How come those cravings are never for nutrient-dense, low-calorie foods like vegetables? Unfortunately, those foods don’t activate our brain’s dopamine response, the portion of the brain involved in reward. So, instead, we crave cookies, brownies, ice cream and other not-so-healthy items that lead to a dopamine surge. Plus, when ghrelin is screaming to you to eat, it’s hard to say no. That’s why dieting is partially a psychological battle.
Metabolic Adaptations: Nervous System Changes
Your body has another sneaky way of adapting to calorie restriction. You’ve probably heard of NEAT (non-exercise adaptive thermogenesis). NEAT refers to the movements you make when you’re not doing a structured workout. Do you tap your fingers on the table or shake your leg when you sit in a chair? Those are examples of NEAT and these activities can burn up to 300 additional calories per day.
When you restrict calories or when you expend lots of energy doing long periods of cardio, your body compensates by curtailing NEAT. In other words, you fidget less and become more efficient at doing activities so that you’re burning fewer calories, all in the name of energy conservation. This all happens outside of your awareness. The reduction in your activity level may be subtle, but over the course of a day, it adds up. Your sympathetic nervous system, the portion that hypes you up is toned down too to conserve energy.
Reducing Metabolic Adaptations to Fat Loss
Of course, you want to know what you can do to keep your body from hanging on to fat. Studies show that it’s best to approach weight loss in an incremental fashion by making a modest reduction in calorie intake. Some experts take it a step further. They recommend cutting calories below maintenance for a few days and then have a “refeeding” day where you increase your calories back to maintenance. In this way, your body senses that you’re not depriving it of energy for long periods of time. It’s particularly important to increase your carbohydrate intake every few days if you’re eating low carb. That’s because carbohydrates are closely tied to the proper functioning of your thyroid.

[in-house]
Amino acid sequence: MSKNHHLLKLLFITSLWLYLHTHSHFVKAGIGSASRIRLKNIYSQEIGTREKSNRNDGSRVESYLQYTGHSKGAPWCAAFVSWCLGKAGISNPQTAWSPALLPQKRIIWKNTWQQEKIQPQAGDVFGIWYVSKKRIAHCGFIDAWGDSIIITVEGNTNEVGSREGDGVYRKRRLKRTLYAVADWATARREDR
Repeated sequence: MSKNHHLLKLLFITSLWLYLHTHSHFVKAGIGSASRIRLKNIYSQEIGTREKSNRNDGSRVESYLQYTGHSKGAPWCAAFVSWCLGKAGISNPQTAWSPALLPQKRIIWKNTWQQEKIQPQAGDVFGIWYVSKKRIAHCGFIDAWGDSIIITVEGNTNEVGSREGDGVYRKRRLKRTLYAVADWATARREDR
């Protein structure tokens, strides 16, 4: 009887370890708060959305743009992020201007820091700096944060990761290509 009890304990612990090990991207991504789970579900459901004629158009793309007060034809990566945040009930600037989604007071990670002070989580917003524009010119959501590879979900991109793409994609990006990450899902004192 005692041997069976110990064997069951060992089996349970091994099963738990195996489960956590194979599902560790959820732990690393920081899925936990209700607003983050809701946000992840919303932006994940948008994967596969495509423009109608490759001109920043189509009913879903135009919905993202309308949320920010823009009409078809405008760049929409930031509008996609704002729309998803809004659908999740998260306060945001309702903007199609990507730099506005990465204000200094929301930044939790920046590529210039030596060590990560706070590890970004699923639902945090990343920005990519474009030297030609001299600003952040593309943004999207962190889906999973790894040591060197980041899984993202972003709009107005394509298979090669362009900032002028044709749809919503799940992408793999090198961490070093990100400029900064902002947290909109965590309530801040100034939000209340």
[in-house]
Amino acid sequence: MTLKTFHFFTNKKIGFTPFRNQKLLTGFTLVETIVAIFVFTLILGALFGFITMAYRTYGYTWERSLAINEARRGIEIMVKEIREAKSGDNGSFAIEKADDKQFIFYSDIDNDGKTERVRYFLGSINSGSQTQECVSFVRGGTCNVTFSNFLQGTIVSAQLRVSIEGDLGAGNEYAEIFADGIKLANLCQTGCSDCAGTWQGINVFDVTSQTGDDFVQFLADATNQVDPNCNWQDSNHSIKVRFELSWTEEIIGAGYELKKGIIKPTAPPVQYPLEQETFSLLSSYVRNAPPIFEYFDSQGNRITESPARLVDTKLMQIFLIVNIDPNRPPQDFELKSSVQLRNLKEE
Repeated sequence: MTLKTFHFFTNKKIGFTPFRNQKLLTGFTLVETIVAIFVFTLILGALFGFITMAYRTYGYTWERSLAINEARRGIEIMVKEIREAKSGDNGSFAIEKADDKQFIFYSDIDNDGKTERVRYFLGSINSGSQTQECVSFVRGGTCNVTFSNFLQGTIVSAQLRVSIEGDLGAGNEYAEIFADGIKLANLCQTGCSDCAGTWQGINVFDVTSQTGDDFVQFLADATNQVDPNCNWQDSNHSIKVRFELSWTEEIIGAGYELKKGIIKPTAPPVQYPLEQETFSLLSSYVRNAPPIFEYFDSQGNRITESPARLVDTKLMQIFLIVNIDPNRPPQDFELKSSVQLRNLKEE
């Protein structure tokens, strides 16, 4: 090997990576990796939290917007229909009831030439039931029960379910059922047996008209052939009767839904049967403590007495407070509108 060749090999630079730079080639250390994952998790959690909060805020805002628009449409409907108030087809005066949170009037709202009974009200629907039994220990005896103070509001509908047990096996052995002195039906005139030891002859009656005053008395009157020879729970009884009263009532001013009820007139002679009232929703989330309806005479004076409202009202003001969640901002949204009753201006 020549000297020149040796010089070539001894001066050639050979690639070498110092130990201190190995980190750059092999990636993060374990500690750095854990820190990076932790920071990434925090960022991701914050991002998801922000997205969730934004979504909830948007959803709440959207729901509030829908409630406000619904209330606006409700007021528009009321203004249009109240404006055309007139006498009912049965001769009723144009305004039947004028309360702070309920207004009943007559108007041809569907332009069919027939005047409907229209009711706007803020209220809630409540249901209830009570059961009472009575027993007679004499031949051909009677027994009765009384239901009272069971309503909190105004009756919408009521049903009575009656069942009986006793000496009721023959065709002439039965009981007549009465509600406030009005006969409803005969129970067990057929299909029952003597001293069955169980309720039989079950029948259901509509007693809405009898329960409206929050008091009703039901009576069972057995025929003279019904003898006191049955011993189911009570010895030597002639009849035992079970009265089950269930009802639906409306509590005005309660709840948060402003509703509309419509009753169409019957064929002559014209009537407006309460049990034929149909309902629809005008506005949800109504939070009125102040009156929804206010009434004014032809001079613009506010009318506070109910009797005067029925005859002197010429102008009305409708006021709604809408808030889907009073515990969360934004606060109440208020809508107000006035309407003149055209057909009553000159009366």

Studies also show that exercise reduces metabolic adaptations and the tendency to regain weight after you lose it. Rather than devoting most of your time to calorie-burning cardio, which could force your body to adapt and hold on to fat more, grab a pair of dumbbells or a barbell and build up more metabolically active muscle.
The Bottom Line
It’s not easy to lose weight when your body fights you. Avoid extreme calorie restriction and excessive cardio. If you restrict calories for a few days, follow it with a day where you eat enough calories for maintenance. Just as importantly, make sure you’re strength training.
J Int Soc Sports Nutr. 2014; 11: 7. Published online 2014 Feb 27. doi: 10.1186/1550-2783-11-7.
Am J Physiol Regul Integr Comp Physiol. 2009 Sep;297(3): R793-802. doi: 10.1152/ajpregu.00192.2009. Epub 2009 Jul 8.
Eurekalert.org. “Biggest Loser Study Reveals How Dieting Affects Long-Term Metabolism”
Best Pract Res Clin Endocrinol Metab. 2002 Dec;16(4):679-702.
Today’s Dietitian. Vol. 17 No. 7 P. 26. July 2015.
American Journal of Clinical Nutrition. Vol 53, 826-830. (1991)
Related Articles By Cathe: